Déjà vu on the show circuit
At this year’s Geneva show, Maserati announced the Alfieri concept; a preview for a new Grand Turismo, aimed at the sort of affluent customer who might otherwise choose a Porsche 911, Aston Martin or heaven help us – one of those vulgar new Mercedes-AMG things.
The massed congregation of auto journalists and commentators swooned as one over its voluptuous lines and surfaces – courtesy of Lorenzo Ramaciotti’s Centro Stile. And pretty it certainly was; with its characteristic long bonnet, short rump, GT silhouette and classical proportions, all guaranteed to promote lust at ten paces. Looks-wise then, it certainly had the potential to knock any putative rival out of the stadium. But I found it difficult to shake a nagging voice – surely I had seen this car – or something remarkably akin to it before. I rationalised on the basis that such a classic shape has been done to death since its 1960’s heyday and merely a sense of the familiar. Or perhaps not…
I had seen it before. Five years ago, to be exact. At the 2009 Geneva Motor show, Nissan’s Infiniti sub-brand showed the Essence concept – aimed at showcasing a new design ethos and forecasting an entire range of more exciting vehicles to wear the hallowed Infiniti badge. The Nissan press release gushed that it embodied the ‘essence of the brand’; designed to celebrate Infiniti’s past – (really?), while debuting their ‘Dynamic Adekaka’ design language. Based on Japanese traditions, the sharp lines and complex surfacing referenced cultural pieces like the ‘Kanzashi’ hairpin worn with the kimono. Come now, surely you knew that?
All of which may or may not be a whole load of old toffee, but either way the Essence was one hell of a looker. However, just like label-mates Renault, Infiniti have shown a marked tendency to talk a good concept, but when it comes to production, water it down to such a degree, very little of what attracted you in the first place remains. So while you can see the essence of the Essence in today’s Infiniti saloons and crossovers, they have (so far) productionised nothing that even remotely approaches this concept’s visual flair.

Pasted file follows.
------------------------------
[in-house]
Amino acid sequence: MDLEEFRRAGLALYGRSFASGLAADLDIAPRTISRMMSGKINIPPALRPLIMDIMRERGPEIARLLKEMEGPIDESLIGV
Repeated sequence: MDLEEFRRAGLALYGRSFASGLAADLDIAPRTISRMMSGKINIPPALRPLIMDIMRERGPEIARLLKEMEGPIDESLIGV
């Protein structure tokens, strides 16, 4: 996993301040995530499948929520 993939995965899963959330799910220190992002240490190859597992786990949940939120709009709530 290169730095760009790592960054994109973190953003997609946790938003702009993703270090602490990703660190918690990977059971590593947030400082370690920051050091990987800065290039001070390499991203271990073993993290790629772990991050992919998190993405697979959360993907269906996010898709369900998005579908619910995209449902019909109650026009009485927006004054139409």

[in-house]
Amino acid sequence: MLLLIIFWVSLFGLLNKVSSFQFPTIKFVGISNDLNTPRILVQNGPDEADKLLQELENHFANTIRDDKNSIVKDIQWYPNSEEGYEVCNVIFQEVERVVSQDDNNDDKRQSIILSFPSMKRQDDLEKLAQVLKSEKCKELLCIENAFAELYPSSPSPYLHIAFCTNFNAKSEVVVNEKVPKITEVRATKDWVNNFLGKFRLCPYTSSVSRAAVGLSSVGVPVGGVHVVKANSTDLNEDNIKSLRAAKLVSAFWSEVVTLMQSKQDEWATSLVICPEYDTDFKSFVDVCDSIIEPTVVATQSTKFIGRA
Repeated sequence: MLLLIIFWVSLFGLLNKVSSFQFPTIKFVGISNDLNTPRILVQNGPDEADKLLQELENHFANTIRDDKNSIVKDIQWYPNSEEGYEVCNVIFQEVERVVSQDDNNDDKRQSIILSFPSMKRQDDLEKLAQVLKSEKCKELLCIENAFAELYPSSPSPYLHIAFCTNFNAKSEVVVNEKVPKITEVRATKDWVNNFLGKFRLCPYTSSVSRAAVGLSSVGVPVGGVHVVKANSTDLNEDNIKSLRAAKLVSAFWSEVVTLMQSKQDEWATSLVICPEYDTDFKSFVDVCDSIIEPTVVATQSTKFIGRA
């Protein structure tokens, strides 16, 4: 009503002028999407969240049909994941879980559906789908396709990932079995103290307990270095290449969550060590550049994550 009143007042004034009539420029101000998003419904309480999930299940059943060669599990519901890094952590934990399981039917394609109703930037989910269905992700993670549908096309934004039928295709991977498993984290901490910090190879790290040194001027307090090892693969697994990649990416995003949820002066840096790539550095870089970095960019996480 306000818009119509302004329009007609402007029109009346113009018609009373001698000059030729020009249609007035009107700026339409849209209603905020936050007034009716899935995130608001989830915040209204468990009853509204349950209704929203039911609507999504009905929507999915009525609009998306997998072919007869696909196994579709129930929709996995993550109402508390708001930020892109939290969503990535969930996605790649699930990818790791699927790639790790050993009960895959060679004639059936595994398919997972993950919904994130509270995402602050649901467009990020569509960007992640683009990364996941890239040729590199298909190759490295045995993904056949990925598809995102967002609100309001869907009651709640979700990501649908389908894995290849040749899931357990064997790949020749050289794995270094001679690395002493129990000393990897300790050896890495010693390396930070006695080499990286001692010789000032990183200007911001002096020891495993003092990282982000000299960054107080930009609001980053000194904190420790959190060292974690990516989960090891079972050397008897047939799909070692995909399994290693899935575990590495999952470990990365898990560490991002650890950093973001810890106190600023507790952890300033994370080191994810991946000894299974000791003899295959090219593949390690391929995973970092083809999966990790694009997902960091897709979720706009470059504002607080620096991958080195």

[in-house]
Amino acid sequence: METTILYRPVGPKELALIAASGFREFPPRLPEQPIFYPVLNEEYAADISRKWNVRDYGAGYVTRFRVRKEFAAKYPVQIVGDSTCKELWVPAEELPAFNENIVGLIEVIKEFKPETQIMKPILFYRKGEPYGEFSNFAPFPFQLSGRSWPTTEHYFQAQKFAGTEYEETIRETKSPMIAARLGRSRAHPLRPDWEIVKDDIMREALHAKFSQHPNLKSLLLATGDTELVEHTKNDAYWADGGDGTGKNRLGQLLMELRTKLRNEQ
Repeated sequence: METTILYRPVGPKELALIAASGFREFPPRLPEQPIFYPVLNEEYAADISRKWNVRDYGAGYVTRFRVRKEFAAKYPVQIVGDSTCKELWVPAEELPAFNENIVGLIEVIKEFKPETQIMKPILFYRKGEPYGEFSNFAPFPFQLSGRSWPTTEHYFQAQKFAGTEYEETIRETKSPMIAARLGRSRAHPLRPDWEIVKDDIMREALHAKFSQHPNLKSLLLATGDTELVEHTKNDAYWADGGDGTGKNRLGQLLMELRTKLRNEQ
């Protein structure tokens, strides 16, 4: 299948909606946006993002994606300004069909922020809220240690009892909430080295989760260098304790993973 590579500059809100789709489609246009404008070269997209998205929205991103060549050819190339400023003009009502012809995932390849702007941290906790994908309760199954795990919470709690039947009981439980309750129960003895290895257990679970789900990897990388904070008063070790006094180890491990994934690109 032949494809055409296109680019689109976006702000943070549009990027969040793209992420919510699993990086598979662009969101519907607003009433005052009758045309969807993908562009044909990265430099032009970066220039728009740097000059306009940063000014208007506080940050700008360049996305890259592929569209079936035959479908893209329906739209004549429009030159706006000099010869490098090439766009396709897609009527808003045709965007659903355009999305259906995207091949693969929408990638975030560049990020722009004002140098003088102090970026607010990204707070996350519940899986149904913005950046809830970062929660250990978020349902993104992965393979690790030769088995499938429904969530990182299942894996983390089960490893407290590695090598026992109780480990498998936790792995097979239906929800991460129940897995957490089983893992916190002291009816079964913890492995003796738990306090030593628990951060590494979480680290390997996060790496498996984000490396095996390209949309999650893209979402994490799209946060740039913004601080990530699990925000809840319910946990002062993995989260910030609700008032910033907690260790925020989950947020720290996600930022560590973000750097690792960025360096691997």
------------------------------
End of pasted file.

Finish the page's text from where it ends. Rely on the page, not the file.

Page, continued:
So am I saying Maserati referenced Nissan? Not really, especially given the fact that Infiniti have no appreciable design heritage to draw upon anyway. Many observers at the time noted the Essence resembled a selection of European designs from the late ’60s, so any assertion is probably moot. Nevertheless, the visual similarity between both concepts (to these eyes at least) is striking, although for me, the Essence wins the beauty contest by some margin.
The Infiniti never saw production, which was something of a pity. But on the other hand it’s highly likely the Maserati will. Having said that however, it is equally likely that some of its more outré design details may fall on the cutting room floor once the production engineers get their hands on it. Certainly the ill-proportioned appearance of both current Maserati saloons doesn’t auger well for the Alfieri or whatever Maserati choose to name it when it launches in 2016.
Nevertheless, both it and the Essence embody the kind of mastery of line and proportion the new Mercedes-AMG GT would probably commit atrocities to emulate. Meanwhile, let’s all hope that when Maserati finally launch a production version of the Alfieri, we are not left wondering how it lost the essence of its concept – even if it could be said to contain an Essence of another one altogether.